To this end, the input voltages from the sense buses 441 -44k are supplied to a corresponding input of a diode OR gate 80 in addition to being supplied to one of the sense amplifiers 501 -50k. Accordingly, when the switch 101 is depressed, the ground going potential on the sense bus 441 is supplied via a diode 821 to the input of the strobe circuit 90.

The strobe circuit 90 comprise a normally conductive transistor 100 which is held conductive by a conduction path from the voltage source 32 through a resistor 96 and two diodes 94. As discussed above with respect to the similar structure of the sense amplifiers 50, a capacitor 92 initially stores a voltage corresponding to the forward potential drops of the diodes 94 and the input junction of the transistors 100. The transistor is normally further forward biased to a limited extent by a current path from the normally high output of a NAND-gate 104 through a resistor 102.

When the ground potential is applied to the strobe circuit 90 via the OR-gate diode 821, the capacitor 92 discharges and forward bias is removed from the transistor 100 rendering it nonconductive, the current through the resistor 102 being insufficient to sustain conduction. Accordingly, the collector potential of the transistor 100 goes positive hence constraining the output of the normally partially enabled NAND-gate 104 to attain ground potential. This negative going potential is coupled to the base of the transistor 100 by the feedback resistor 102 to form a regenerative turn off rate accelerating effect.

The strobe circuit 90 is characterized by a lower state-switching input voltage threshold than that of any of the sense amplifiers 50. That is, the voltage on any of the sense buses 44 must fall to a lower potential to switch the output state of the strobe circuit 90 than to switch any of the sense amplifiers 50. This result obtains since a portion of the input signal voltage change employed to switch the sense amplifiers 50 is dropped across the OR gate diodes 82 before being applied to the strobe circuit 90; and also because the resistor 102 provides some forward bias for the transistor 1001 not employed in the switching sense amplifiers 50, which must be overcome before the strobe circuit 90 will change state. Thus, the digital information uniquely identifying an actuated key 10 is available at the collectors of the sense amplifier transistors 60 before the output of the strobe circuit 90 can change state.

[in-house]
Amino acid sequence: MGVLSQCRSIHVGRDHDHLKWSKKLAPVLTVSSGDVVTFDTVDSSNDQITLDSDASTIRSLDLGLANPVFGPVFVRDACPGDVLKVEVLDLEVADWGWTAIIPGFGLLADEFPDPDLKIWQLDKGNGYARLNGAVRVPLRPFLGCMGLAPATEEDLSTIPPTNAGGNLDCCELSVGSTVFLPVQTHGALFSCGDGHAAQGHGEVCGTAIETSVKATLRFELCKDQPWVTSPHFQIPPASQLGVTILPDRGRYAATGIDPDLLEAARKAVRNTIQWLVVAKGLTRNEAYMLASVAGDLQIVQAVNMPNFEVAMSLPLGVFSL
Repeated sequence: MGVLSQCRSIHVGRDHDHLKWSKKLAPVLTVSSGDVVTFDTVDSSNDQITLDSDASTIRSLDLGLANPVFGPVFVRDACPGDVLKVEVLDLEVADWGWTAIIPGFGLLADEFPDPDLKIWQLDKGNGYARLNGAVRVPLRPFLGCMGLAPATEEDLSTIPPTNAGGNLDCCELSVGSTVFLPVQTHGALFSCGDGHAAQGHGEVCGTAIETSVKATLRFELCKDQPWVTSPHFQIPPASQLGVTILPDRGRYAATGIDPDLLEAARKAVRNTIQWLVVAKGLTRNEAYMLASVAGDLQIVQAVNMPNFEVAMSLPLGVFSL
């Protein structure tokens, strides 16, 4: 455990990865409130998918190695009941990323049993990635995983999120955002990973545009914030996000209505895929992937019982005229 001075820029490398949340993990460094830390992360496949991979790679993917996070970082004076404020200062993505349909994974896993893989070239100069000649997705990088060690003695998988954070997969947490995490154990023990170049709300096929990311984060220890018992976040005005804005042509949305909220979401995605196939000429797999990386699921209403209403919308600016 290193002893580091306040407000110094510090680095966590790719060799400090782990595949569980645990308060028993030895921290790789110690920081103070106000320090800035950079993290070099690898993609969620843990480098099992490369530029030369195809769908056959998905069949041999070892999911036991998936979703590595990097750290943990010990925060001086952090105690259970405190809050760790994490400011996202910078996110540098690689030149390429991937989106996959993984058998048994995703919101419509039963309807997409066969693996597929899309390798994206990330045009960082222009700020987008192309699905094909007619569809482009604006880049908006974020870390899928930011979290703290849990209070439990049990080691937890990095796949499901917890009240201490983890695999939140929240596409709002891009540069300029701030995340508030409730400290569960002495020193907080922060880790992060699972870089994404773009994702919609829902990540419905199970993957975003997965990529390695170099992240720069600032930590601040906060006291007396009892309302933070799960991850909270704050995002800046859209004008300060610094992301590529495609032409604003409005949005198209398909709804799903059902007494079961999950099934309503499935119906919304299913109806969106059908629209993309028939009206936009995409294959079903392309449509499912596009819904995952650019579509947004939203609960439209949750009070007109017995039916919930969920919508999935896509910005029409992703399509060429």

After the output of the OR gate 80 falls below the switching threshold for the strobe circuit 90, the transistor 100 becomes nonconductive as above stated, switching the output of the NAND-gate 104 to a low state assuming a proper output of the difference amplifier 70 is discussed below. The output of the NAND-gate 104 is again inverted to a high voltage state by an inverter 106 to unblock, i.e., partially enable, the NAND-gates 64 in the sense amplifiers 501 -50i. Accordingly, the low, near ground digital voltage (defined as a binary "1" output potential) will obtain on the digit lines 66 associated with a grounded sense bus 44, while a relatively high voltage (a binary "0" ) will persist on the remaining lines. This digital information will simultaneously appear on the lines 661 -66k as a transition from the initial 00..0 state. This information may then be employed for any end use purpose.